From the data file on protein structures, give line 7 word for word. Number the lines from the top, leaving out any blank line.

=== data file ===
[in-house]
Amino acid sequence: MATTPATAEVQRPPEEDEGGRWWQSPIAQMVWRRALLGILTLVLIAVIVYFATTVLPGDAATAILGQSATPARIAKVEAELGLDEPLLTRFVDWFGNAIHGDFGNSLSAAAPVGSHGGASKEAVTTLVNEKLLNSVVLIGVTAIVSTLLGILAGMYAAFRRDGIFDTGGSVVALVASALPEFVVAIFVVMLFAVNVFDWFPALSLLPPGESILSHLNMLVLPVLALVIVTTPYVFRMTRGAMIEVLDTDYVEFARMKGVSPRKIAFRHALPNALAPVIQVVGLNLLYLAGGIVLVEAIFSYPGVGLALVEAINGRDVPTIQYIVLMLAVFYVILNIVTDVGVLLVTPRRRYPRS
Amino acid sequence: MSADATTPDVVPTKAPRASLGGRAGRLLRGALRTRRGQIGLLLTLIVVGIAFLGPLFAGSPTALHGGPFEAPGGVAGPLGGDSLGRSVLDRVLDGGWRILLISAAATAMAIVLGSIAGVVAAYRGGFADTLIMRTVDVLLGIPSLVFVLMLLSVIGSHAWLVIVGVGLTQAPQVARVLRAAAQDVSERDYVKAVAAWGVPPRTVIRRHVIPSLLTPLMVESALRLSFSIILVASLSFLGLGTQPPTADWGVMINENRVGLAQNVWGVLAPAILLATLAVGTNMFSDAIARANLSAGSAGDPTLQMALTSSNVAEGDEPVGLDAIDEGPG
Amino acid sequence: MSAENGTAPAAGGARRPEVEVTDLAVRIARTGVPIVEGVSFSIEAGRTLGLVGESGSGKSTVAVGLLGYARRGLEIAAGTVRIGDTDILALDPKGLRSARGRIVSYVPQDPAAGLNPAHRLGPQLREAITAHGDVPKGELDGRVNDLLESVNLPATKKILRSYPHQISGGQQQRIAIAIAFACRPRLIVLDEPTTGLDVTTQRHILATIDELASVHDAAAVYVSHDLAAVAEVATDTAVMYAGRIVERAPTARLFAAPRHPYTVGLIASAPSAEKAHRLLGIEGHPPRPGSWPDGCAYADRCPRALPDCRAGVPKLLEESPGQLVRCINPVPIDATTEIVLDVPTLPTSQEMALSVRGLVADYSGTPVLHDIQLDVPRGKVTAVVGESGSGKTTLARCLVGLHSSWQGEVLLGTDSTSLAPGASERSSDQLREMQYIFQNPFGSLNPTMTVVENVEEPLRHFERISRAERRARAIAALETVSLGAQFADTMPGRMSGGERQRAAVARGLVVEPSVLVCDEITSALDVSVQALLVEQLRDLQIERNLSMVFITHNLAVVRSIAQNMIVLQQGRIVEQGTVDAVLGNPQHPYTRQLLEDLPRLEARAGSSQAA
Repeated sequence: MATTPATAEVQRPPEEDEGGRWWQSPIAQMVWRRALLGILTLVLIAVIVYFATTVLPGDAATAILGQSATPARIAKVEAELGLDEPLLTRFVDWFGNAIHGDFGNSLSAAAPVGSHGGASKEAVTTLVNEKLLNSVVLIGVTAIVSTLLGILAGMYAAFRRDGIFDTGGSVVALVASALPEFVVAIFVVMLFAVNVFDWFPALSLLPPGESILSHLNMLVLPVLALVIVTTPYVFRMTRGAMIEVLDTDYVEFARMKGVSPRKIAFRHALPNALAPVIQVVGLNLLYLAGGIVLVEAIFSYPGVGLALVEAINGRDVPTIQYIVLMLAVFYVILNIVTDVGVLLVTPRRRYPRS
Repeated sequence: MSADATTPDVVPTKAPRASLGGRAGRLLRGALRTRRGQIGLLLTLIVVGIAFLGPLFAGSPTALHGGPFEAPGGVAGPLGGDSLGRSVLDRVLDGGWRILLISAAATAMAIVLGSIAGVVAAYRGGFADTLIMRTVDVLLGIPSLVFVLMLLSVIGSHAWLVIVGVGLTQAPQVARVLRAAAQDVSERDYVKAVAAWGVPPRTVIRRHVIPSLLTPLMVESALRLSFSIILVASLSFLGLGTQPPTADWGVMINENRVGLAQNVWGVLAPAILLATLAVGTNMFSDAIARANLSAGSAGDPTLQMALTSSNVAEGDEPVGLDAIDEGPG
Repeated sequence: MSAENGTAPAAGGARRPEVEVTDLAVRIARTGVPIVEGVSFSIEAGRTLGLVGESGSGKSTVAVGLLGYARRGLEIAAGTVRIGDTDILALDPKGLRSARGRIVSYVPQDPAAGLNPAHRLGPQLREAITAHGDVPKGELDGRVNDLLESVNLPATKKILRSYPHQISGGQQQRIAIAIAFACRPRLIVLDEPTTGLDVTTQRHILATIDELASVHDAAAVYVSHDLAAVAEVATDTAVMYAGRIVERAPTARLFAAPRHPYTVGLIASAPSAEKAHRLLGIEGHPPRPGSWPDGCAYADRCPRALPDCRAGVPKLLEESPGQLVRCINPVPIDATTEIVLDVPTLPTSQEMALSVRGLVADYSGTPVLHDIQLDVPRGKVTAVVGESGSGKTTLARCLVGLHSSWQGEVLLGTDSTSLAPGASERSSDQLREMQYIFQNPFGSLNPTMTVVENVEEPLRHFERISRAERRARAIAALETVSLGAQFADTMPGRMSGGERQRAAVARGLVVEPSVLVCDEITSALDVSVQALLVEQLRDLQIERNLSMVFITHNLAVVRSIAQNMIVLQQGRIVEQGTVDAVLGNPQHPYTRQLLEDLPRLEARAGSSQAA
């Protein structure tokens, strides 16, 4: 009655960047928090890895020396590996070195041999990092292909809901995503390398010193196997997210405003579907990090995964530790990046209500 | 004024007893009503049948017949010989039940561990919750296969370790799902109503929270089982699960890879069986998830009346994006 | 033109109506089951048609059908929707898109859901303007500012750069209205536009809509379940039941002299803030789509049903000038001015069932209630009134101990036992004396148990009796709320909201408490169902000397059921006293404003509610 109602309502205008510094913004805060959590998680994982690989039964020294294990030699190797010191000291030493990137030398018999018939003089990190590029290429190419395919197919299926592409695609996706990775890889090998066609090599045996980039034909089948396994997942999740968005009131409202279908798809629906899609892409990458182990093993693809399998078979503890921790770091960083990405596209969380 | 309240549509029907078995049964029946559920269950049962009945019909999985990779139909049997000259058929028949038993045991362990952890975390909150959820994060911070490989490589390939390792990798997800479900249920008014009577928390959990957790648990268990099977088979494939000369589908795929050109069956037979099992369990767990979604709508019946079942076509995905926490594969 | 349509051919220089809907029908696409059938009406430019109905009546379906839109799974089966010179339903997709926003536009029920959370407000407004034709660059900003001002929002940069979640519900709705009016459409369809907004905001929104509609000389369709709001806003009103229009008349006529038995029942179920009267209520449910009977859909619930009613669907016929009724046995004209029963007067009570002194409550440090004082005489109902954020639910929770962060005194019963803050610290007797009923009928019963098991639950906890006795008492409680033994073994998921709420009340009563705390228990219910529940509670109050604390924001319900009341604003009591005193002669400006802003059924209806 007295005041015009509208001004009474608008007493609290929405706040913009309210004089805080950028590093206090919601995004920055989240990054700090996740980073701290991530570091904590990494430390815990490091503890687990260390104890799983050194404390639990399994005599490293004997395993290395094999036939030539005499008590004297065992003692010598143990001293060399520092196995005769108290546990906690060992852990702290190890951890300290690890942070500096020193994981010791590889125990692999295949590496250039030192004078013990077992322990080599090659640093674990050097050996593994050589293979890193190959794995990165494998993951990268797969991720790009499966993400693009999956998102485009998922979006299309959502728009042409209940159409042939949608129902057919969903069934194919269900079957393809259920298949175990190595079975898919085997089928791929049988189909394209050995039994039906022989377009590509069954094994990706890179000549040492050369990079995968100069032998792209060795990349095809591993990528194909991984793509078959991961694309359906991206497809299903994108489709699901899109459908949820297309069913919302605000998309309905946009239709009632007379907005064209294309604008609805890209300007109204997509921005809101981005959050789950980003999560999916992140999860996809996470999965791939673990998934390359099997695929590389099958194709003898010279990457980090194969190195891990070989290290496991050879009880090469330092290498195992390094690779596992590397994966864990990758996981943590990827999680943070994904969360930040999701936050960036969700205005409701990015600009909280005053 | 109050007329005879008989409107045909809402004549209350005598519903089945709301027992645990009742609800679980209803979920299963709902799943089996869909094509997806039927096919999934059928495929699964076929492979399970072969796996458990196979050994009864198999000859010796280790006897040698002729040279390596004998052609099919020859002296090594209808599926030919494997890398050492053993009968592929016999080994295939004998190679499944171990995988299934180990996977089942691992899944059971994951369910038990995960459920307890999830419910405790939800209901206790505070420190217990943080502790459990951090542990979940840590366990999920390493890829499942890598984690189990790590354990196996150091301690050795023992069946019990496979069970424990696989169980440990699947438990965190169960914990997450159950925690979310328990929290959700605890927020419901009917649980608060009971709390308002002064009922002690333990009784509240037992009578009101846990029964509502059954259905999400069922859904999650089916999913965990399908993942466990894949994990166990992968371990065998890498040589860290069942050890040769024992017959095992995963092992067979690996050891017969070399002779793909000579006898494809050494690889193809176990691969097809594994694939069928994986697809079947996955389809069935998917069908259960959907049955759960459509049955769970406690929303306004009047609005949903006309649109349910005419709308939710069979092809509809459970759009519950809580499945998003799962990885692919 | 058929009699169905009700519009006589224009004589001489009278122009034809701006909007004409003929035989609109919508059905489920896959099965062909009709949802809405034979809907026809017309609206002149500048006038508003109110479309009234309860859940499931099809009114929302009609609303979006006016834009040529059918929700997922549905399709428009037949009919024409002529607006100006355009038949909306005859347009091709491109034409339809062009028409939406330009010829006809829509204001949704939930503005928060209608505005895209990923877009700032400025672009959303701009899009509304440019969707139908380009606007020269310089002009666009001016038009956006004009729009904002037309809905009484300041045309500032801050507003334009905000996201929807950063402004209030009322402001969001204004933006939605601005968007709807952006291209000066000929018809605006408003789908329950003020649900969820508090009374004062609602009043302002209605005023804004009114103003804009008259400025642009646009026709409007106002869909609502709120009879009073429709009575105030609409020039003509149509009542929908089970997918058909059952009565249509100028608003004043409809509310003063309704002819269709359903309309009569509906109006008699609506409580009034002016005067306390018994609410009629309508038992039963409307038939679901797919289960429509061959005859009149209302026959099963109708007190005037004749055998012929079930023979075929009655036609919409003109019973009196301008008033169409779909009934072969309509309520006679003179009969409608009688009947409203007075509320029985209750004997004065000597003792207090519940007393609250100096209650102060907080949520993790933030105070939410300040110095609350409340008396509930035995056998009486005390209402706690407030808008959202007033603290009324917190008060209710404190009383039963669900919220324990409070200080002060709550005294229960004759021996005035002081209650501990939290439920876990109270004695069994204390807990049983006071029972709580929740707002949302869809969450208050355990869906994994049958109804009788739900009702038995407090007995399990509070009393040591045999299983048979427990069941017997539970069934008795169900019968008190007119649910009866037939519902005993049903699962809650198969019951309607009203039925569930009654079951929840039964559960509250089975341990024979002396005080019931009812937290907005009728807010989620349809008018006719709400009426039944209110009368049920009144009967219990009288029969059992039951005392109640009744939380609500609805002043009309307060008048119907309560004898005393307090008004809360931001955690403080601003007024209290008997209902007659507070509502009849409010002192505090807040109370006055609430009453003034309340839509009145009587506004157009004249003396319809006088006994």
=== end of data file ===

Repeated sequence: MSAENGTAPAAGGARRPEVEVTDLAVRIARTGVPIVEGVSFSIEAGRTLGLVGESGSGKSTVAVGLLGYARRGLEIAAGTVRIGDTDILALDPKGLRSARGRIVSYVPQDPAAGLNPAHRLGPQLREAITAHGDVPKGELDGRVNDLLESVNLPATKKILRSYPHQISGGQQQRIAIAIAFACRPRLIVLDEPTTGLDVTTQRHILATIDELASVHDAAAVYVSHDLAAVAEVATDTAVMYAGRIVERAPTARLFAAPRHPYTVGLIASAPSAEKAHRLLGIEGHPPRPGSWPDGCAYADRCPRALPDCRAGVPKLLEESPGQLVRCINPVPIDATTEIVLDVPTLPTSQEMALSVRGLVADYSGTPVLHDIQLDVPRGKVTAVVGESGSGKTTLARCLVGLHSSWQGEVLLGTDSTSLAPGASERSSDQLREMQYIFQNPFGSLNPTMTVVENVEEPLRHFERISRAERRARAIAALETVSLGAQFADTMPGRMSGGERQRAAVARGLVVEPSVLVCDEITSALDVSVQALLVEQLRDLQIERNLSMVFITHNLAVVRSIAQNMIVLQQGRIVEQGTVDAVLGNPQHPYTRQLLEDLPRLEARAGSSQAA